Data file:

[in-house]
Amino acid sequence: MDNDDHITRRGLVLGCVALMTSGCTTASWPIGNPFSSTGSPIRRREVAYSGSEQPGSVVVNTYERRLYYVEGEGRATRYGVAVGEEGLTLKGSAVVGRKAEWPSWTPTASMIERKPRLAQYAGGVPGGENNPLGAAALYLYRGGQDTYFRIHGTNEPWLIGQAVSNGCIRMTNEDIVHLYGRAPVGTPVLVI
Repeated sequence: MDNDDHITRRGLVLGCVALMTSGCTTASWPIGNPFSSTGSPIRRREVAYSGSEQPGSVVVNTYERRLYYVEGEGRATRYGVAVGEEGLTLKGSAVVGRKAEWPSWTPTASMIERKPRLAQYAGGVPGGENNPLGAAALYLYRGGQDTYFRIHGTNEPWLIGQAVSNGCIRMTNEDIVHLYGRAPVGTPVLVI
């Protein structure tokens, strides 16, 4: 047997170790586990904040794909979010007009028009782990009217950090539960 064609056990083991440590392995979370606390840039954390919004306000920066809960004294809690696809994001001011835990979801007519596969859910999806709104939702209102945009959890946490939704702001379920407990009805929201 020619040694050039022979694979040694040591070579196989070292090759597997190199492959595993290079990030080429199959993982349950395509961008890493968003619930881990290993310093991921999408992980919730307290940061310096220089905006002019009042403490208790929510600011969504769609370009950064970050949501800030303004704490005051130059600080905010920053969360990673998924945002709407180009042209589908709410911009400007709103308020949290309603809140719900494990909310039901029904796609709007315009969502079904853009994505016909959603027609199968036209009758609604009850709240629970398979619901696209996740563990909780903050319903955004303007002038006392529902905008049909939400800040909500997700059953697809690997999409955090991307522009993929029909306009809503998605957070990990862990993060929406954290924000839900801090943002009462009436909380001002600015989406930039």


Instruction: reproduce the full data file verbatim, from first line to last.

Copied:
[in-house]
Amino acid sequence: MDNDDHITRRGLVLGCVALMTSGCTTASWPIGNPFSSTGSPIRRREVAYSGSEQPGSVVVNTYERRLYYVEGEGRATRYGVAVGEEGLTLKGSAVVGRKAEWPSWTPTASMIERKPRLAQYAGGVPGGENNPLGAAALYLYRGGQDTYFRIHGTNEPWLIGQAVSNGCIRMTNEDIVHLYGRAPVGTPVLVI
Repeated sequence: MDNDDHITRRGLVLGCVALMTSGCTTASWPIGNPFSSTGSPIRRREVAYSGSEQPGSVVVNTYERRLYYVEGEGRATRYGVAVGEEGLTLKGSAVVGRKAEWPSWTPTASMIERKPRLAQYAGGVPGGENNPLGAAALYLYRGGQDTYFRIHGTNEPWLIGQAVSNGCIRMTNEDIVHLYGRAPVGTPVLVI
């Protein structure tokens, strides 16, 4: 047997170790586990904040794909979010007009028009782990009217950090539960 064609056990083991440590392995979370606390840039954390919004306000920066809960004294809690696809994001001011835990979801007519596969859910999806709104939702209102945009959890946490939704702001379920407990009805929201 020619040694050039022979694979040694040591070579196989070292090759597997190199492959595993290079990030080429199959993982349950395509961008890493968003619930881990290993310093991921999408992980919730307290940061310096220089905006002019009042403490208790929510600011969504769609370009950064970050949501800030303004704490005051130059600080905010920053969360990673998924945002709407180009042209589908709410911009400007709103308020949290309603809140719900494990909310039901029904796609709007315009969502079904853009994505016909959603027609199968036209009758609604009850709240629970398979619901696209996740563990909780903050319903955004303007002038006392529902905008049909939400800040909500997700059953697809690997999409955090991307522009993929029909306009809503998605957070990990862990993060929406954290924000839900801090943002009462009436909380001002600015989406930039």